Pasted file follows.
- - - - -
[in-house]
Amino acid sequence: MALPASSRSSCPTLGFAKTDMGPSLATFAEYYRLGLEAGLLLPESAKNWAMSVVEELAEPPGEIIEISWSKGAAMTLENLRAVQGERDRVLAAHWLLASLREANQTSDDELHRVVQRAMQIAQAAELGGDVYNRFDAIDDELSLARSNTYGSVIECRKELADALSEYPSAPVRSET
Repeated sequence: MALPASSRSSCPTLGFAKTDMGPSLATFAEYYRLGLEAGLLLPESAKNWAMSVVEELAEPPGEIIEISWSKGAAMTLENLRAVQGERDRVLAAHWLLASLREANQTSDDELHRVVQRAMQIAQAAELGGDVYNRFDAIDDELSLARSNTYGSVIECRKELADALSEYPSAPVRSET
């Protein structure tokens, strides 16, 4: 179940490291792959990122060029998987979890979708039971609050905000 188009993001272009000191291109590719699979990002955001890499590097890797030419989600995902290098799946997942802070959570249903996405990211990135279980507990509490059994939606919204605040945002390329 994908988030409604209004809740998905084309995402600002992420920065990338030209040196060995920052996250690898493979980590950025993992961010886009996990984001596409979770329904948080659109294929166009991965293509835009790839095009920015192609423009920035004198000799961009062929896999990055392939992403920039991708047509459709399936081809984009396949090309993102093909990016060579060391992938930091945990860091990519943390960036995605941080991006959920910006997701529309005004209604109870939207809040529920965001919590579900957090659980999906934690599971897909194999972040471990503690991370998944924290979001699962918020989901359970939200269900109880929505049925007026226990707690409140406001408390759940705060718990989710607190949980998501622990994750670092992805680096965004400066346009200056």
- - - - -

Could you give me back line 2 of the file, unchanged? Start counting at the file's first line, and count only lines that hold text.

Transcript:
Amino acid sequence: MALPASSRSSCPTLGFAKTDMGPSLATFAEYYRLGLEAGLLLPESAKNWAMSVVEELAEPPGEIIEISWSKGAAMTLENLRAVQGERDRVLAAHWLLASLREANQTSDDELHRVVQRAMQIAQAAELGGDVYNRFDAIDDELSLARSNTYGSVIECRKELADALSEYPSAPVRSET